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3-050 Memorandum for the President, January 14, 1942

1942
   
Publisher: The Johns Hopkins University Press
Date: January 14, 1942



Memorandum for the President

January 14, 1942 Washington, D.C.

Since December 7th, the following military movements have occurred:

Rail Movements (largely to the West Coast):

572,000 troops, with armament and materiel

2,945,000 short tons of freight.

Ship Movements:

38,000 troops

265,000 ship cargo tons.

All this has been handled quietly, without confusion, largely due to the development during the past two years of our base port organization on the East and West coasts, with their depots for reservoirs of supplies;—also, through the vacating of cantonments in the Northeast which have been used as staging areas to accommodate troops en route for overseas convoys. The Quartermaster General’s section for coordinating rail movements has met the test.

The following comments regarding rail movements referred to above were made by the President of the Pennsylvania Railroad Company:1

“I am hearing continuous praise of your Generals and their assistants in the handling of all the problems that come before our people.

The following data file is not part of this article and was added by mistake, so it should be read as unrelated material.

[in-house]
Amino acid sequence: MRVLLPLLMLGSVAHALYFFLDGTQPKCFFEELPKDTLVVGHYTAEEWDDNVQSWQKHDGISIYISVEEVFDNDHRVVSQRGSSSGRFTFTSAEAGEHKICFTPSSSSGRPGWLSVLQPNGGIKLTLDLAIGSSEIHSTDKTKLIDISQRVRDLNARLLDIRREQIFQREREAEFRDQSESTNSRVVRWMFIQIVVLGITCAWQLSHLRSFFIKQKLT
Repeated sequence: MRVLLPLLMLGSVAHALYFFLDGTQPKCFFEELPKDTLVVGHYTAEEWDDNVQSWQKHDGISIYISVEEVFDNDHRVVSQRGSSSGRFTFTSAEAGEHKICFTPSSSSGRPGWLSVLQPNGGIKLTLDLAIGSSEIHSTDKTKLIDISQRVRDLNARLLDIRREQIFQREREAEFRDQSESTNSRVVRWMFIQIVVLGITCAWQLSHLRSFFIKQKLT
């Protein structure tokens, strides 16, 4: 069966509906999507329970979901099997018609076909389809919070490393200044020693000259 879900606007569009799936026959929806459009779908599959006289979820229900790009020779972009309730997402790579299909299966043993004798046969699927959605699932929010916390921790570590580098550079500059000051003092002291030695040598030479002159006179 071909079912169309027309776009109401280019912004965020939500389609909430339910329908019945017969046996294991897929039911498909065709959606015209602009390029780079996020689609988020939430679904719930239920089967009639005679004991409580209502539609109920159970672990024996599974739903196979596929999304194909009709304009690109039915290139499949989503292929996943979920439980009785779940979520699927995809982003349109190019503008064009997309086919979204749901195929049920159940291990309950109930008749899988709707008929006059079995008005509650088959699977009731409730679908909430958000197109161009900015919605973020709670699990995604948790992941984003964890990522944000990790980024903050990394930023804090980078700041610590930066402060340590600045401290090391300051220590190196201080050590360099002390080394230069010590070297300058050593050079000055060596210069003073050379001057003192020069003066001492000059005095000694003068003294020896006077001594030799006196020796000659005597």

“The railroads have never had more cooperation than they are now getting out of the armed forces. At this time, in the last war, we were already on the way to congestion on the Atlantic coast. By this time, in this war, there is little or no congestion in sight.

“The great thing that the armed forces have done is the establishment of the storage bases in the East, where it is possible to assemble, to store, and to dispatch materials as needed, equalizing the accumulation of continuous production and intermittent shipment in a way that has avoided congestion at the tidewater front.”

G. C. Marshall

Document Copy Text Source: Franklin D. Roosevelt Papers, President’s Secretary’s File, Safe, Marshall, Franklin D. Rooselvelt Library, Hyde Park, New York.

Document Format: Typed memorandum signed.

1. Martin W. Clement, head of the Pennsylvania Railroad, had met Marshall when both were lieutenants: Clement in the Pennsylvania National Guard; Marshall the Regular Army instructor at the guard’s summer camps in 1907-9. Clement made his comments in a letter to Marshall on January 12, 1942. (GCMRL/G. C. Marshall Papers [Pentagon Office, Selected].)

Recommended Citation: ThePapers of George Catlett Marshall, ed.Larry I. Bland and Sharon Ritenour Stevens(Lexington, Va.: The George C. Marshall Foundation, 1981- ). Electronic version based on The Papers of George Catlett Marshall, vol. 3, “The Right Man for the Job,” December 7, 1941-May 31, 1943 (Baltimore and London: The Johns Hopkins University Press, 1991), pp. 61-62.

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Holding ID: 3-050

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